To refocus this discussion on SC though, I expect that very basic constraint on a <> defined for Events to produce the same result as Pchain, at least for non-function fields, ie.

a = (foo: 2)
b = (foo: 1, bar: 0)
Pchain(a, b).iter.next == (foo: 2, bar: 0) == (a <> b)


which of course doesn’t happen at the moment because the rightmost expression is nil with the standard classlib.

Also

e = ()
p = Pbind()

e <> p // should be non-nil and return a Pchain(e, p) at least.


Well, some of that dur eval was easy to fix.

+ AbstractFunction {

schedBundleArrayOnClock { |clock, bundleArray, lag = 0, server, latency|

^this.value.schedBundleArrayOnClock(clock, bundleArray, lag, server, latency)
}
}


Now playing an event with function dur directly works:

(dur: { 0.1 * rrand(1,4) }).play // ok now


But via Pbinds there are still issues due to delta

Pbind(\dur, { 0.1 * rrand(1, 4) }).play
// ERROR: Primitive '_Event_Delta' failed. Wrong type.


There’s some (optimized) C++ delta code that doesn’t like non-num types for dur

	delta {
_Event_Delta
^this.primitiveFailed;
}


I’ve managed to fix that too with a fallback

+ Event {

delta {
_Event_Delta
//"Event.delta fallback!".postln;
if (this.at('delta').notNil) {
^this.at('delta').value
} {
^this.at('dur').value * this.at('stretch').value
}
}
}


Strangely if I allocate a stack variable in there so I don’t call this.at('delta') twice it doesn’t work. I think the fallback from primitives doesn’t allow anything else to be added to the stack?!

Hm, there’s not a particularly good reason why Event:delta doesn’t read:

	delta {
_Event_Delta
^if(this[\delta].notNil) {
this[\delta].value
} {
value(this[\dur] * this[\stretch])
}
}


I still have some doubts. This is the kind of thing where, if the architecture to support the functionality isn’t designed from the ground up, eventually you will run into something that seems like it should work, but it doesn’t. The current approach here is very likely to push that boundary further into the distance, but not remove the boundary. (It’s impressive that it gets as far as it does without being designed.)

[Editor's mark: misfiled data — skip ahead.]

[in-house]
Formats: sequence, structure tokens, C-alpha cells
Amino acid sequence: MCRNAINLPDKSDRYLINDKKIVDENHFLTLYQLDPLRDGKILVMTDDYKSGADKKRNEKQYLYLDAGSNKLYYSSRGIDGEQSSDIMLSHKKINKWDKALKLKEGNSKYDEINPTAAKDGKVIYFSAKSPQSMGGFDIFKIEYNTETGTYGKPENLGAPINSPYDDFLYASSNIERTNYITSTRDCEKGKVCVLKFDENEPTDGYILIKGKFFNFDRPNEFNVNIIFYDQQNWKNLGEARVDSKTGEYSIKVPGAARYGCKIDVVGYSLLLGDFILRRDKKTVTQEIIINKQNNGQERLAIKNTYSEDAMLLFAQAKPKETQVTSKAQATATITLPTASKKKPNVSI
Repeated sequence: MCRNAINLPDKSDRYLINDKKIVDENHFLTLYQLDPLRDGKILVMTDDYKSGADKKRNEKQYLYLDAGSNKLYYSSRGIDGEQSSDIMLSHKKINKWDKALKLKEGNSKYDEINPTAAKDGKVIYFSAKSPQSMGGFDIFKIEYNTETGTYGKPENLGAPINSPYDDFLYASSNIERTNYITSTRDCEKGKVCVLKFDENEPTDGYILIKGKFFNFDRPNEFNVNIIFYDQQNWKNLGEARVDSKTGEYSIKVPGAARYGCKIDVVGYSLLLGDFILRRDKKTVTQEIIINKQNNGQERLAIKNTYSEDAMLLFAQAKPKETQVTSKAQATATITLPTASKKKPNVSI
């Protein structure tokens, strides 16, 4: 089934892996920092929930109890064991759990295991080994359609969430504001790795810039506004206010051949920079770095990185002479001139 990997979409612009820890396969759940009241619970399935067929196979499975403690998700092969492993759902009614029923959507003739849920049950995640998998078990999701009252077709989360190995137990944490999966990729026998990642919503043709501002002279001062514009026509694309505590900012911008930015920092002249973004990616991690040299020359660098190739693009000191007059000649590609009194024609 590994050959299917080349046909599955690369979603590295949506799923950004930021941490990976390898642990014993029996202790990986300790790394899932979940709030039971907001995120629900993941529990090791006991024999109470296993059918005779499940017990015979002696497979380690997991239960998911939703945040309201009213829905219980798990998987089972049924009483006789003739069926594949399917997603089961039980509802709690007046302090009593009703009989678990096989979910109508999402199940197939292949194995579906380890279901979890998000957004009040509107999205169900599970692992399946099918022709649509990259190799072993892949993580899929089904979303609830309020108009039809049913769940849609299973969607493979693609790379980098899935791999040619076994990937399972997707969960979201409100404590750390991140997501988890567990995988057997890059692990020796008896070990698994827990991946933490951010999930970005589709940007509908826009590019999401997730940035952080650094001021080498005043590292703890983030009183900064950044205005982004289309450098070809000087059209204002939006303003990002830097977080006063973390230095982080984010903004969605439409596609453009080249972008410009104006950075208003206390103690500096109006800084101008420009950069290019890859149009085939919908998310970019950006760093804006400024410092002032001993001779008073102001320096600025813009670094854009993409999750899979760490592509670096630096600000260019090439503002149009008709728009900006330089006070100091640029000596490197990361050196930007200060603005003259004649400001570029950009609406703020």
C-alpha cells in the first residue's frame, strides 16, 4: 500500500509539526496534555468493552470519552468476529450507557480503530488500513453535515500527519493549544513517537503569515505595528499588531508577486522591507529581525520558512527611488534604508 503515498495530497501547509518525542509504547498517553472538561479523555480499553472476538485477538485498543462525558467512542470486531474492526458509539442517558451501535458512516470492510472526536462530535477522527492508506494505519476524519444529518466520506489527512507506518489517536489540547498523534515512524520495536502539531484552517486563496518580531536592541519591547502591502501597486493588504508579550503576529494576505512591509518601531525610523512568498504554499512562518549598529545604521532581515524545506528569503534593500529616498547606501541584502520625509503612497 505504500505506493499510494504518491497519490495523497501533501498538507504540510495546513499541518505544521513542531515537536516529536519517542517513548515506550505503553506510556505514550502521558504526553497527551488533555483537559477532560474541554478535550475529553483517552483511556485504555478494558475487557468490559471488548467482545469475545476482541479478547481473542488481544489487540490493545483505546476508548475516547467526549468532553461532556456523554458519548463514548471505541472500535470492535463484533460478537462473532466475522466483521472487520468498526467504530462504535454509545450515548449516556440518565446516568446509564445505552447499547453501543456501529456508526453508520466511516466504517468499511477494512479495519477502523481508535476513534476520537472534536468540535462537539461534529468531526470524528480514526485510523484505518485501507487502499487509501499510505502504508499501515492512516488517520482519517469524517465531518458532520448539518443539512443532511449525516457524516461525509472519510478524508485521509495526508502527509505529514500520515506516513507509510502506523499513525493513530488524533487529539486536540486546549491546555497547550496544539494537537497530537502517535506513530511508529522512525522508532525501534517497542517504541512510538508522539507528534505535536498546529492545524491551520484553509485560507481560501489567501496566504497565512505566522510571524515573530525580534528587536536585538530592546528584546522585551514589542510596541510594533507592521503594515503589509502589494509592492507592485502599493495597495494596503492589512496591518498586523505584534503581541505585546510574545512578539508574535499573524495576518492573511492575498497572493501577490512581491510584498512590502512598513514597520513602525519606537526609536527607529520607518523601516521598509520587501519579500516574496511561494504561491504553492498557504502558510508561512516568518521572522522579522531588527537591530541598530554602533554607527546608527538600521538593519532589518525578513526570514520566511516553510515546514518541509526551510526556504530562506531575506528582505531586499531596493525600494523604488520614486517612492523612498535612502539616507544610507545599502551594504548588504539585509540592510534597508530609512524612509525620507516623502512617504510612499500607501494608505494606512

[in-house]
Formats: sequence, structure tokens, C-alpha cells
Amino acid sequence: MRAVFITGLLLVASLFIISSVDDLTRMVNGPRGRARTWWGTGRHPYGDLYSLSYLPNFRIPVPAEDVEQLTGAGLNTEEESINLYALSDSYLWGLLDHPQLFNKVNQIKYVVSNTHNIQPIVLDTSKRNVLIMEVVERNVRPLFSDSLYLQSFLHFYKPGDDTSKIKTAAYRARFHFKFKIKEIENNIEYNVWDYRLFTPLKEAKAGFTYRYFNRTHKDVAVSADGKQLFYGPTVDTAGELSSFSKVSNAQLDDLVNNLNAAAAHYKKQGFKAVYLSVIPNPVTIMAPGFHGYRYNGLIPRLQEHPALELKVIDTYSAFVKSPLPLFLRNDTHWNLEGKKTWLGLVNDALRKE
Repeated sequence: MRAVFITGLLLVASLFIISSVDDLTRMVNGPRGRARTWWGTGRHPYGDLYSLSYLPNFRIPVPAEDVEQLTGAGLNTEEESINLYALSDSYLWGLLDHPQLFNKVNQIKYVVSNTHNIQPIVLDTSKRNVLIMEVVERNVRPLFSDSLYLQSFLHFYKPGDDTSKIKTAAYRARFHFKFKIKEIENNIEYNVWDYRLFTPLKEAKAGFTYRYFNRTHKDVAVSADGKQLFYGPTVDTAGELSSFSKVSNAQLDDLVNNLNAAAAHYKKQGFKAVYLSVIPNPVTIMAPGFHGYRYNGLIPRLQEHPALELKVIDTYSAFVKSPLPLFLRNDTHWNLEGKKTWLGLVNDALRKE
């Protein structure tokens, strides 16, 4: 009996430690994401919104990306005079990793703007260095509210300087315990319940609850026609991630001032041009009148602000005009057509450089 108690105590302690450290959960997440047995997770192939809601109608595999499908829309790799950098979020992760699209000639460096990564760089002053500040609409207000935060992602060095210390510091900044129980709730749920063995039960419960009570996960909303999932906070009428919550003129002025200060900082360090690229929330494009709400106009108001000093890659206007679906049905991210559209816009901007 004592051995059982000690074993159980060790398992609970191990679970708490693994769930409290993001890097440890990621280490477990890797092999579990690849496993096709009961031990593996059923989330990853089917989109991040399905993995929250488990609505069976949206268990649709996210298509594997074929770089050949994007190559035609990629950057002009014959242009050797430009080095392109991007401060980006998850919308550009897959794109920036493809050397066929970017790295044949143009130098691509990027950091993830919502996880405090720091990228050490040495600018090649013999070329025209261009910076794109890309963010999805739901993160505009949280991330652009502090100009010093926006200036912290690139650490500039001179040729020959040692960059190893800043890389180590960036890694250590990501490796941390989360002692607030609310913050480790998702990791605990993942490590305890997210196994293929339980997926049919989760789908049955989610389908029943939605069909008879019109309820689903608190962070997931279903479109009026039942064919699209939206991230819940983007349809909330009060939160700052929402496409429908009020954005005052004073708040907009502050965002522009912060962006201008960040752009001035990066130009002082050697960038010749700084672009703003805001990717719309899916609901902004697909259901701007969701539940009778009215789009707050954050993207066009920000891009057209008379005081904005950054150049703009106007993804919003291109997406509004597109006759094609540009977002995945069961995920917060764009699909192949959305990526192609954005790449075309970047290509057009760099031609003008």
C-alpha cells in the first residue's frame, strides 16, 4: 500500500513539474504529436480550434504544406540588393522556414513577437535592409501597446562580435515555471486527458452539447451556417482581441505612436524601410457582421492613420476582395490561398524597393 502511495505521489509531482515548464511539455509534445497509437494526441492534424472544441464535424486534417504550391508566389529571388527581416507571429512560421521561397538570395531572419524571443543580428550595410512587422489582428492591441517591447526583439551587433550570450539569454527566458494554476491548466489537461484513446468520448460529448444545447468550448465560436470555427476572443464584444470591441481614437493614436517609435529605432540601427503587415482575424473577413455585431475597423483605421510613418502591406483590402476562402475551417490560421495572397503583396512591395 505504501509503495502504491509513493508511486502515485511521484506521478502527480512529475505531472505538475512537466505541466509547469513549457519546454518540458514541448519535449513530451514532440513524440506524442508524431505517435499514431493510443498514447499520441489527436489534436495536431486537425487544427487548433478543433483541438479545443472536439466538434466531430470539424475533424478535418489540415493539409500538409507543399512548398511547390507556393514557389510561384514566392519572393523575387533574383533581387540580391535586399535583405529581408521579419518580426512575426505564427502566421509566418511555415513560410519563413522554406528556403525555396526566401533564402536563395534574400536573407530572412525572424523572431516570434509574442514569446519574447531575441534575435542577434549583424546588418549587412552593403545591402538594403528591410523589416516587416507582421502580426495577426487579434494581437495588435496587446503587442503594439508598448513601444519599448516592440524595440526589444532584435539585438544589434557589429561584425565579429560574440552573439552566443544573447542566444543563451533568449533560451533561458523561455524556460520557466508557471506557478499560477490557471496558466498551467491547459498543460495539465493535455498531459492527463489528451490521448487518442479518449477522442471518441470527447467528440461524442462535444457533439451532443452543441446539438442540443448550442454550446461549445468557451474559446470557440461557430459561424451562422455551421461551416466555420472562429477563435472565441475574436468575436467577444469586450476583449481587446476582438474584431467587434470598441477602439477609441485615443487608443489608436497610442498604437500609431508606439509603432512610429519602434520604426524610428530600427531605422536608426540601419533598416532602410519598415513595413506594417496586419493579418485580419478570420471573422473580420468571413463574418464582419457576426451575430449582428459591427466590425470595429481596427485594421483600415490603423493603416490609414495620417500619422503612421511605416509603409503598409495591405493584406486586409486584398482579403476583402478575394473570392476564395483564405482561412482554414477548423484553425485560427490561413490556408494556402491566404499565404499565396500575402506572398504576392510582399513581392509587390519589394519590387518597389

I still think we need a concept of an Event that is primarily for already resolved data. Again, I don’t object to an alternative to Event that does (thoroughly) support future calculations, but I continue to have reservations about doing this in Event itself.

hjh

Well, the thing is Event already does a whole bunch of calculations from degree to freq etc. all implemented by defining the non-terminals (e.g. freq) as functions in Event.default.

I agree that my “fancy” proposal to auto-link and resolve a chain of Events (e.g. via the proto fiels[s]) is probably pushing the system too far, making it too “Lisp-y”… And that would be also fairly unnecessary since one can do that more explicitly via callbacks. (I still think a basic <> that does work with Patterns on the right should added to Event though. I almost forgot about that, I’ll write a simple implementation soon-ish.)

a/ in the default Event prototype, not in Event’s implementation; and b/ in a specific context, not as a general mechanism.

I’m totally ok with being inspired by the default event prototype’s built-in calculations to conceive of a new kind of behavior. I just don’t think it should go into Event itself.

hjh